The inspiration for this post was taken from this article that one of my Facebook friends posted.
I graduated from Moses Brown School in June of 2012. Moses Brown is one of the best private high schools in Rhode Island. I took this line from their website.
Moses Brown School is an independent, college-prep, Quaker day school in Providence, RI, for girls and boys in nursery through grade 12.
I went to go to college at Northeastern University. Northeastern isn’t an Ivy League school so I may not be the right person to comment on this article but I’ll give it a shot.
As anybody who has gone through the college application process you should know that you need to put your best foot forward to get into the best school that you can. To get your best foot forward you need to start doing the “right things” early on. I can’t fully say how early, early on means. The latest I would say would be the beginning of high school but it can be hard to radically change yourself into the pinnacle of academic success and achievements if you didn’t start earlier than high school.
If everybody starts on equal footing at high school then the playing field looks a little more even, everybody had a fair shot at achieving first (first meaning whoever got into the best school) so you cant complain about what school you got into. My question is why should it be about being first. I am not saying slacking off is OK but similar to the article I am saying that the only right way in life is achieving a 4.0 unweighted GPA with 10 extra curricular activities, and 10000 hours community service in a country only the select few have heard of.
I think this goes hand in hand with the mentality that college is the only way to success in the real world. College does play a big part in getting a good job but it isn’t the only path. Many high school kids may be pushed into attending college when that may not be the best path for them but right now the culture dictates high school > college > job. This arises because people live off money and not hopes and dreams. Without a good education you could have a very bad quality of life that you or your parents wouldn’t want.
This is where risk comes in, the article mentioned that it seems like kids have “a violent aversion to risk” and with risk comes the chance of failure. Maybe writing a paper in a style you want to try but haven’t used ever brings upon a bad grade and ruins your perfect GPA in that class. Maybe you have a really awesome idea for a competition but it doesn’t fall in line with what other competition winners have done in the past. I think our generation has grown up on the idea that participation still counts and you don’t have to be first for everything but I don’t think this transferred over to academia.
One of the other problems I see is that schooling is hard to get right. How do you prove that somebody learned something besides giving them a test and seeing how many things they got right. How do you prove a class of kids learned something, how do you prove a school of kids learned something? Kids need to learn the basics, how to add, how to read, how to talk, how to write, but is it possible to teach common sense, is it possible to teach kids how to find themselves. Schools are trying their best on giving a kid what they need to succeed in life and they need a way of rating them. A points system is easy, the more points you get the better you do. If you look at a couple kids you can rank them by who has the most points. Whoever has the most points must be the best, right?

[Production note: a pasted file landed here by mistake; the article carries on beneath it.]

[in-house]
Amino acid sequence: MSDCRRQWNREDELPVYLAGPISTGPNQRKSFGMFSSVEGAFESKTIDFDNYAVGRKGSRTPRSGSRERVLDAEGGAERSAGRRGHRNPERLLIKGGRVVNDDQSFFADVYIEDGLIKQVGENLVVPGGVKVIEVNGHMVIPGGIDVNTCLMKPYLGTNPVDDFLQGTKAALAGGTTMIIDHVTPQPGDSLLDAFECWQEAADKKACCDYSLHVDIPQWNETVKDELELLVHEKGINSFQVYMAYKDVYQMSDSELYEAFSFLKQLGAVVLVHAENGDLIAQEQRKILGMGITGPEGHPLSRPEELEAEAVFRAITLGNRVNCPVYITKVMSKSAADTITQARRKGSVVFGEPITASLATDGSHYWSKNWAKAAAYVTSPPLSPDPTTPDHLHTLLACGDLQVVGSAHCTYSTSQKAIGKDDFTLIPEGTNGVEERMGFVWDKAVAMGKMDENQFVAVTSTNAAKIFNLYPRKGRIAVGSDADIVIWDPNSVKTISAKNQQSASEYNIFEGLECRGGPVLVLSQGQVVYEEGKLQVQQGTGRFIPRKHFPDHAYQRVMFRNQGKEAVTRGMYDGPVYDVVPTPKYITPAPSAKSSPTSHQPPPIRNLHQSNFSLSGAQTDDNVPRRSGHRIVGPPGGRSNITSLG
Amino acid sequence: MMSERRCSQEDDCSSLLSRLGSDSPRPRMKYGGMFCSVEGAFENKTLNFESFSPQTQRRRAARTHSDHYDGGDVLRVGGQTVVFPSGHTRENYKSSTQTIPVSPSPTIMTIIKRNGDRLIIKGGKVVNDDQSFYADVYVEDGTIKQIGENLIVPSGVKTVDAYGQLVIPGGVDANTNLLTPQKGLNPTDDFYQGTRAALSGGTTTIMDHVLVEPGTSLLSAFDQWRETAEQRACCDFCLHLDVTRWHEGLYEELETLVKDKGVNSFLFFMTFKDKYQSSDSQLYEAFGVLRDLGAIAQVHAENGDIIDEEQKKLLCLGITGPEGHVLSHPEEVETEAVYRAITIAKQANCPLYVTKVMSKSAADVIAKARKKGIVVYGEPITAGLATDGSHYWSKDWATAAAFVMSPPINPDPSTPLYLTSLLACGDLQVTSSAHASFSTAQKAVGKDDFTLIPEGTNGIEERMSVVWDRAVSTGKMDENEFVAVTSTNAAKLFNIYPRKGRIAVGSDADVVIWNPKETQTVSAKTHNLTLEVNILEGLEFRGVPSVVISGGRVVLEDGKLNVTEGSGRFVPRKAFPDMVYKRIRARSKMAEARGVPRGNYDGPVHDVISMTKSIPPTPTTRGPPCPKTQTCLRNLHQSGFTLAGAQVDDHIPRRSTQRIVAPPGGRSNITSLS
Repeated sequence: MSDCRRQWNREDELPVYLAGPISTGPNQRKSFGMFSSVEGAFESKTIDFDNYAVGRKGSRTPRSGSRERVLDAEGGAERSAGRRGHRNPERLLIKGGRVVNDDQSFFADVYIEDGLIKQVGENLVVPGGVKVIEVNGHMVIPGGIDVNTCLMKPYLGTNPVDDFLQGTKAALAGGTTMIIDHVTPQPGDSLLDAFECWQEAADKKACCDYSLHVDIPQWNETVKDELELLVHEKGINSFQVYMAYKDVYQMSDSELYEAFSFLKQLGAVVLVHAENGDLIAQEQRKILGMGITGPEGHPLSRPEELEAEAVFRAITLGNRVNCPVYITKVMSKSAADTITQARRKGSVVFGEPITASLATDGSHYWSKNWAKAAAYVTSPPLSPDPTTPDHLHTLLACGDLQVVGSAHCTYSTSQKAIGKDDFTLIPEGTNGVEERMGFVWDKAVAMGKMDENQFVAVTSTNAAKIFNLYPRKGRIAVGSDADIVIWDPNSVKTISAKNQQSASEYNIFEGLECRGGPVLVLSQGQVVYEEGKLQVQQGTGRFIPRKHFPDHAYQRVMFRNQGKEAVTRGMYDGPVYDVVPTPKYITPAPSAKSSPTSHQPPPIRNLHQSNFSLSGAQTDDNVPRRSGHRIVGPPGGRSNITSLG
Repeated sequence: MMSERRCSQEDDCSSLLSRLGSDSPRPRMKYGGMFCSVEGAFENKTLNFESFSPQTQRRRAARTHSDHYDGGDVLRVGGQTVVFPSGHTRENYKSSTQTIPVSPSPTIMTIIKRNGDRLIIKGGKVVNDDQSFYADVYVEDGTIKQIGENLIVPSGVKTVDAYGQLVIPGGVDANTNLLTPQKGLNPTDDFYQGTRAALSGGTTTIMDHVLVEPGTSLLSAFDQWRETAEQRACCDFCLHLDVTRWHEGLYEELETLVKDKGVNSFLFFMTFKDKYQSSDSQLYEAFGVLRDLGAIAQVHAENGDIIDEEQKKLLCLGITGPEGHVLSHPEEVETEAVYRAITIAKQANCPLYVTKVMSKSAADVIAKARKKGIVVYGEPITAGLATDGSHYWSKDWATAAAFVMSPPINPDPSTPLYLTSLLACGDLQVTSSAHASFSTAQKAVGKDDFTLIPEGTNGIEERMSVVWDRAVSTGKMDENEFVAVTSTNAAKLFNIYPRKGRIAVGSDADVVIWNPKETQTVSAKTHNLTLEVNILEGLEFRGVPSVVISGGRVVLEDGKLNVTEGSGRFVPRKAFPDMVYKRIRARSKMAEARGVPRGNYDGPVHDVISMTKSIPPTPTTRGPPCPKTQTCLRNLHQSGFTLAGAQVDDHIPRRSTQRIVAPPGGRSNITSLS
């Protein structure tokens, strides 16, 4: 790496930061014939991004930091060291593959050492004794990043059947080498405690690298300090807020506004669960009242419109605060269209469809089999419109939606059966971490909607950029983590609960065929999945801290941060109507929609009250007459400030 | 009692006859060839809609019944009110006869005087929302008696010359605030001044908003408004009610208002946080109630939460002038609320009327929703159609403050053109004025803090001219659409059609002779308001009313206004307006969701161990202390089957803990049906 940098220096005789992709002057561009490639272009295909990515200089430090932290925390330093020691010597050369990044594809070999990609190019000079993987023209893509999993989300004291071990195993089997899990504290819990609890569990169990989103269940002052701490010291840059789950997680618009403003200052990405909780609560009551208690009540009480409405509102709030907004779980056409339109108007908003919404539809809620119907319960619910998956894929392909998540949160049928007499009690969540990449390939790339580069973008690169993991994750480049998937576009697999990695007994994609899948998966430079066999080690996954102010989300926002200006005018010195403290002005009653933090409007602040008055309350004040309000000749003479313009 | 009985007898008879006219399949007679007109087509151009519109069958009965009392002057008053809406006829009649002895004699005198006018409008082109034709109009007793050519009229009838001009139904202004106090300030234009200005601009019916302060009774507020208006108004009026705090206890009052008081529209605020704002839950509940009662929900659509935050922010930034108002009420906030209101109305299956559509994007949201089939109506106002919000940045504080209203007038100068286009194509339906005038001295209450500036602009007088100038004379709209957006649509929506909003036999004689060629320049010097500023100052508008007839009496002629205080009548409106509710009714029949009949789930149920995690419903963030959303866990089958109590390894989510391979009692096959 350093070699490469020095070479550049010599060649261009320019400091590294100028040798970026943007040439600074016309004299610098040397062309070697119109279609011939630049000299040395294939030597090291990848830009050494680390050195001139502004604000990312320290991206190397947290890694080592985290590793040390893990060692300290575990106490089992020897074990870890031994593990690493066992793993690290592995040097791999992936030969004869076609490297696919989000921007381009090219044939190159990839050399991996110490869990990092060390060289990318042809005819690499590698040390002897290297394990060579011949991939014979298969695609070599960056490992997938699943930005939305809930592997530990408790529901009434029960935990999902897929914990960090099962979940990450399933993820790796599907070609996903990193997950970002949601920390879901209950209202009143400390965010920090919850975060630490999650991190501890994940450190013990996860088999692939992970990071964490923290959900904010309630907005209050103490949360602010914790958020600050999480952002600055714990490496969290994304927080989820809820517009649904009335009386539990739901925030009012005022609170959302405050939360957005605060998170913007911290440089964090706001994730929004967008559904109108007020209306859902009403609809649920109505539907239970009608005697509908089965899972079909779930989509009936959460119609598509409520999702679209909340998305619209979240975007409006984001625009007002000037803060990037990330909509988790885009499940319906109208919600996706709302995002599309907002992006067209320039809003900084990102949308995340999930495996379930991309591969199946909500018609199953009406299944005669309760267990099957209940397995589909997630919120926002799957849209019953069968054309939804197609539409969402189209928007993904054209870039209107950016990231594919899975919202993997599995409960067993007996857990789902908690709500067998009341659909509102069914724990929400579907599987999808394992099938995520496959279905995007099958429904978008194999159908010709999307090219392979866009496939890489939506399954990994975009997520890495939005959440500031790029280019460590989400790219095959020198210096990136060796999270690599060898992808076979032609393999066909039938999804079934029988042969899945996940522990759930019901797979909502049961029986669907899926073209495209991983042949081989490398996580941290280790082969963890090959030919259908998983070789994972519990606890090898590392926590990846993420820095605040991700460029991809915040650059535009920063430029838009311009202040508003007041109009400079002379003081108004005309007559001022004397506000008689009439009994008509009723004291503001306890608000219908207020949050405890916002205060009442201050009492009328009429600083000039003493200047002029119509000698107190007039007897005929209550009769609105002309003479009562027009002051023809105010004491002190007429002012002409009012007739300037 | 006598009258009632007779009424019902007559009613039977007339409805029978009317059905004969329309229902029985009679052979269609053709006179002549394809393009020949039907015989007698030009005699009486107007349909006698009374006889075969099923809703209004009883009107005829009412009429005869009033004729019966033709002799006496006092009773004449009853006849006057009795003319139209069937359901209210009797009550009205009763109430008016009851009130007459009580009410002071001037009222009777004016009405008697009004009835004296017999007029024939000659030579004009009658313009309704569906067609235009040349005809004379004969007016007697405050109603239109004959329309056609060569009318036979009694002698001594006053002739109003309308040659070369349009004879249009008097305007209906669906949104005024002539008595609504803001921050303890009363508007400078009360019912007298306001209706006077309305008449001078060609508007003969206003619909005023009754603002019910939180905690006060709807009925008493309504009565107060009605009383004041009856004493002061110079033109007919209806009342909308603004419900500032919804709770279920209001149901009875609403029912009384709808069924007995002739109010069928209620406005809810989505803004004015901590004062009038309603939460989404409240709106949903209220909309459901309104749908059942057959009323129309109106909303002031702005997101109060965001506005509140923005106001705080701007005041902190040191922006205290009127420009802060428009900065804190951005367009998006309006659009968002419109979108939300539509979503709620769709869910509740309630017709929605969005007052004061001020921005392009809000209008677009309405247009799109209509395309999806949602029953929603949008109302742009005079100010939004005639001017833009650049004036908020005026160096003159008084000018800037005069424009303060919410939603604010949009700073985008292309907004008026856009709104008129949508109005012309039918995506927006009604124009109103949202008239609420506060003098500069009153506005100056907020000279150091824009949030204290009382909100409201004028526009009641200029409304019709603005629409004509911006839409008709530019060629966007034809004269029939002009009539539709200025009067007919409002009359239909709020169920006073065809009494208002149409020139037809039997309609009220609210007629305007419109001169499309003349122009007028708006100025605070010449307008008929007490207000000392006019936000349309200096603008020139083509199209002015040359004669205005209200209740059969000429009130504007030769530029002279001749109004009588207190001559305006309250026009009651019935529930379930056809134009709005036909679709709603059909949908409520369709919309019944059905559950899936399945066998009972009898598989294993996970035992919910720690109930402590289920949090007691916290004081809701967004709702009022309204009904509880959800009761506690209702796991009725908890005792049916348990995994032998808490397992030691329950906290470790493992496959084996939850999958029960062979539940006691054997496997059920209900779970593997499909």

How does an Ivy League school pick who would be a good candidate for their institution. Why would you pick somebody with a 3.1 GPA and only 1 extra curricular over our previously mentioned super student with 416.7 days of community service in that country you haven’t heard about. Who cares if the first student had really strong passions outside of regular applicatble (things that can be put on an application) activities. That doesn’t scream I am the best. Colleges however don’t just pick the best students but instead they try to fill the college with some sort of diversity (not just in race).
I don’t have any answers to the problems the article brought up. The article stated this,
Preferences for legacies and athletes ought to be discarded. SAT scores should be weighted to account for socioeconomic factors.Colleges should put an end to résumé-stuffing by imposing a limit on the number of extracurriculars that kids can list on their applications. They ought to place more value on the kind of service jobs that lower-income students often take in high school and that high achievers almost never do. They should refuse to be impressed by any opportunity that was enabled by parental wealth.
One thing I would want to avoid is discarding what is the current “perfect student”. It’s still impressive to have 1.142 years of community service in a county that is so third world it doesn’t come up in a Google search. We just need to value other kinds of students. I see college as a growing experience. As the article stated,
College is an opportunity to stand outside the world for a few years, between the orthodoxy of your family and the exigencies of career, and contemplate things from a distance.
College lets you try to find out who you really are, what you really want to do, where you really want to go, it is one of the last chances you are normally given to discover yourself in an open environment with tons of people your age. After college you are expected to get a job, start a career, get a house, and raise a family. Between all of that there isn’t much time for yourself. Why do we do this? Asking that question brings more questions than answers when you get past the easy answers. What I think it comes down to though is what we truly value in life.
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